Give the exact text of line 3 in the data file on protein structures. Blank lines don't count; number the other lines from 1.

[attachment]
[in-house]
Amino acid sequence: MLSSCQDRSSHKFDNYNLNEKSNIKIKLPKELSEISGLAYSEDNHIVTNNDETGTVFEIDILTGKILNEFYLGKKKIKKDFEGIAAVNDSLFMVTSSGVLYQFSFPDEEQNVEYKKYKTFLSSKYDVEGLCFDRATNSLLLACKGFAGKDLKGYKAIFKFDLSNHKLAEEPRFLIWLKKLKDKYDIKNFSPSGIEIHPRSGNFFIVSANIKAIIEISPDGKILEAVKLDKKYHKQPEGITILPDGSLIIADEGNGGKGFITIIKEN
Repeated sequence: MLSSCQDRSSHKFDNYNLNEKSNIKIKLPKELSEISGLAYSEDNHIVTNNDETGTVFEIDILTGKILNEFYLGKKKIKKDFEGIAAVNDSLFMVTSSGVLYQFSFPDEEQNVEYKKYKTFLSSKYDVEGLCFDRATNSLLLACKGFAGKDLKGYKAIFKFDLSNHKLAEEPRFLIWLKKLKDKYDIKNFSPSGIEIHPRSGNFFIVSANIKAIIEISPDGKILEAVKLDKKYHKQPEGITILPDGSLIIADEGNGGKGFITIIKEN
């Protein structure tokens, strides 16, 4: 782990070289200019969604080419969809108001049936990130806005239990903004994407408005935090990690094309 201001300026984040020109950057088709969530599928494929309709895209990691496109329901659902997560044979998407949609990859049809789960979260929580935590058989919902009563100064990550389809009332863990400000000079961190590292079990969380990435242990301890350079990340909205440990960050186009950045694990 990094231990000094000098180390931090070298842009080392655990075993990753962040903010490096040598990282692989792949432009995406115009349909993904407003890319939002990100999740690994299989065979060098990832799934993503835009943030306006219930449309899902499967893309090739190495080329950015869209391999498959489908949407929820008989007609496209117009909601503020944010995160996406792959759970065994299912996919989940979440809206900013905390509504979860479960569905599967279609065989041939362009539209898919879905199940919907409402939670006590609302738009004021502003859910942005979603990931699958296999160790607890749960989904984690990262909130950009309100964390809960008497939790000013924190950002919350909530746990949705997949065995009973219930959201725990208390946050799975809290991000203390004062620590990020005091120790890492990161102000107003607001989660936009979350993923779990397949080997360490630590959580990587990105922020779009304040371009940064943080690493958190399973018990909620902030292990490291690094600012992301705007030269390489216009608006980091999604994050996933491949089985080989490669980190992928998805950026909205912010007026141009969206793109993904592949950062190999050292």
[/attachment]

Repeated sequence: MLSSCQDRSSHKFDNYNLNEKSNIKIKLPKELSEISGLAYSEDNHIVTNNDETGTVFEIDILTGKILNEFYLGKKKIKKDFEGIAAVNDSLFMVTSSGVLYQFSFPDEEQNVEYKKYKTFLSSKYDVEGLCFDRATNSLLLACKGFAGKDLKGYKAIFKFDLSNHKLAEEPRFLIWLKKLKDKYDIKNFSPSGIEIHPRSGNFFIVSANIKAIIEISPDGKILEAVKLDKKYHKQPEGITILPDGSLIIADEGNGGKGFITIIKEN